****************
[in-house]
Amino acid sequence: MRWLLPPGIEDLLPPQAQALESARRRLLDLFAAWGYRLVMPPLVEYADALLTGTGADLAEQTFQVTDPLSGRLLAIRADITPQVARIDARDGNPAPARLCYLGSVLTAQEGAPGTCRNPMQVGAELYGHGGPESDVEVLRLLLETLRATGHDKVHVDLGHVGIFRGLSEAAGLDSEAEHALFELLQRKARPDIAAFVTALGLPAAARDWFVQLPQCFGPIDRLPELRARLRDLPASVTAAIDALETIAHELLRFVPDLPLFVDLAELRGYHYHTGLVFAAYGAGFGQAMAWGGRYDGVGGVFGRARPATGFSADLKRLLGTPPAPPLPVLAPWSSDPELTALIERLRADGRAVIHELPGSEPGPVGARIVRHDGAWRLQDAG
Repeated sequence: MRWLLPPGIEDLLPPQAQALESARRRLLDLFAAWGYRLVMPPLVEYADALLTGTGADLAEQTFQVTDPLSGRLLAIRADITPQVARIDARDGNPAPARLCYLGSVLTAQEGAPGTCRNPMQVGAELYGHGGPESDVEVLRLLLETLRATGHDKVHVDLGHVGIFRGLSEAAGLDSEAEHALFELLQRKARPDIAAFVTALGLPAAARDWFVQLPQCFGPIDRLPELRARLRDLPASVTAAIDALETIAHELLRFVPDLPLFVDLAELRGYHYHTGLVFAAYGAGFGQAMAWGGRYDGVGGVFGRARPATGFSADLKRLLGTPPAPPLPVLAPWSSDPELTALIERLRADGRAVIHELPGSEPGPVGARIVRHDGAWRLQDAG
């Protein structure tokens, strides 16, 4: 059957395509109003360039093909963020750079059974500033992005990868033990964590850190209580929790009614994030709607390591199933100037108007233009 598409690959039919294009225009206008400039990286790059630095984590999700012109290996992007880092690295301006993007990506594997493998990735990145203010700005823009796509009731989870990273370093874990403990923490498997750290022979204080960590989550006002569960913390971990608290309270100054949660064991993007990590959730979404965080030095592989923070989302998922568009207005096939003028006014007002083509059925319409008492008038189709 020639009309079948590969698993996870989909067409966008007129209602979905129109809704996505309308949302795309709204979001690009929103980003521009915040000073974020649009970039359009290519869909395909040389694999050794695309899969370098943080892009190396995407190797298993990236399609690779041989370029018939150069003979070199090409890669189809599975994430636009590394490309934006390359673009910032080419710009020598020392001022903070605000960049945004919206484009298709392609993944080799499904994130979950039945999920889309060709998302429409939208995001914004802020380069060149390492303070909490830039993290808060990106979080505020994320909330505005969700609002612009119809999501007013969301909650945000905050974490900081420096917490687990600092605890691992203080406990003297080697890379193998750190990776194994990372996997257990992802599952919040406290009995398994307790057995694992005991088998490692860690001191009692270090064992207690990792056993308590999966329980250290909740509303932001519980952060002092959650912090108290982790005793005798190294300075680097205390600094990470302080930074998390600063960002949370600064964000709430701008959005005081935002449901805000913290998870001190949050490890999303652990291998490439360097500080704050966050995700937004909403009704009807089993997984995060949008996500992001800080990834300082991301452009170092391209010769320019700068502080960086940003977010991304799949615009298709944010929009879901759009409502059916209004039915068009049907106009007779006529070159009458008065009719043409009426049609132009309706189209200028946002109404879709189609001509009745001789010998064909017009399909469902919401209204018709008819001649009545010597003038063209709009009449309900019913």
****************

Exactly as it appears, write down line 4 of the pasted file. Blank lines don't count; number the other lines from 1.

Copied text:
């Protein structure tokens, strides 16, 4: 059957395509109003360039093909963020750079059974500033992005990868033990964590850190209580929790009614994030709607390591199933100037108007233009 598409690959039919294009225009206008400039990286790059630095984590999700012109290996992007880092690295301006993007990506594997493998990735990145203010700005823009796509009731989870990273370093874990403990923490498997750290022979204080960590989550006002569960913390971990608290309270100054949660064991993007990590959730979404965080030095592989923070989302998922568009207005096939003028006014007002083509059925319409008492008038189709 020639009309079948590969698993996870989909067409966008007129209602979905129109809704996505309308949302795309709204979001690009929103980003521009915040000073974020649009970039359009290519869909395909040389694999050794695309899969370098943080892009190396995407190797298993990236399609690779041989370029018939150069003979070199090409890669189809599975994430636009590394490309934006390359673009910032080419710009020598020392001022903070605000960049945004919206484009298709392609993944080799499904994130979950039945999920889309060709998302429409939208995001914004802020380069060149390492303070909490830039993290808060990106979080505020994320909330505005969700609002612009119809999501007013969301909650945000905050974490900081420096917490687990600092605890691992203080406990003297080697890379193998750190990776194994990372996997257990992802599952919040406290009995398994307790057995694992005991088998490692860690001191009692270090064992207690990792056993308590999966329980250290909740509303932001519980952060002092959650912090108290982790005793005798190294300075680097205390600094990470302080930074998390600063960002949370600064964000709430701008959005005081935002449901805000913290998870001190949050490890999303652990291998490439360097500080704050966050995700937004909403009704009807089993997984995060949008996500992001800080990834300082991301452009170092391209010769320019700068502080960086940003977010991304799949615009298709944010929009879901759009409502059916209004039915068009049907106009007779006529070159009458008065009719043409009426049609132009309706189209200028946002109404879709189609001509009745001789010998064909017009399909469902919401209204018709008819001649009545010597003038063209709009009449309900019913």